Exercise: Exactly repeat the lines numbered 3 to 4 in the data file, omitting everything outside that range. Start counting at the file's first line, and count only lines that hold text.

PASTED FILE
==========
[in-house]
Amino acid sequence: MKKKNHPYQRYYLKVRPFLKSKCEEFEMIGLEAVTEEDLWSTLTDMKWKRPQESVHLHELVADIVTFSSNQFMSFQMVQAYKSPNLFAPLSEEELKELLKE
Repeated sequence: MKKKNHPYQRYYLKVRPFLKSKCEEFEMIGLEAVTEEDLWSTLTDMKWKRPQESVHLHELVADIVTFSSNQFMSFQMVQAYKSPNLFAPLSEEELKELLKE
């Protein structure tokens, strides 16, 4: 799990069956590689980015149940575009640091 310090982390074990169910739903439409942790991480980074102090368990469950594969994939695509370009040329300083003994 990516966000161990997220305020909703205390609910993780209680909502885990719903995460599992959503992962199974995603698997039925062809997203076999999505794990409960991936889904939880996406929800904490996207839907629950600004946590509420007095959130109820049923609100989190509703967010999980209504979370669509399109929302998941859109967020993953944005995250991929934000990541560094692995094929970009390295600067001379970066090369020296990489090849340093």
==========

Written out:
Repeated sequence: MKKKNHPYQRYYLKVRPFLKSKCEEFEMIGLEAVTEEDLWSTLTDMKWKRPQESVHLHELVADIVTFSSNQFMSFQMVQAYKSPNLFAPLSEEELKELLKE
């Protein structure tokens, strides 16, 4: 799990069956590689980015149940575009640091 310090982390074990169910739903439409942790991480980074102090368990469950594969994939695509370009040329300083003994 990516966000161990997220305020909703205390609910993780209680909502885990719903995460599992959503992962199974995603698997039925062809997203076999999505794990409960991936889904939880996406929800904490996207839907629950600004946590509420007095959130109820049923609100989190509703967010999980209504979370669509399109929302998941859109967020993953944005995250991929934000990541560094692995094929970009390295600067001379970066090369020296990489090849340093």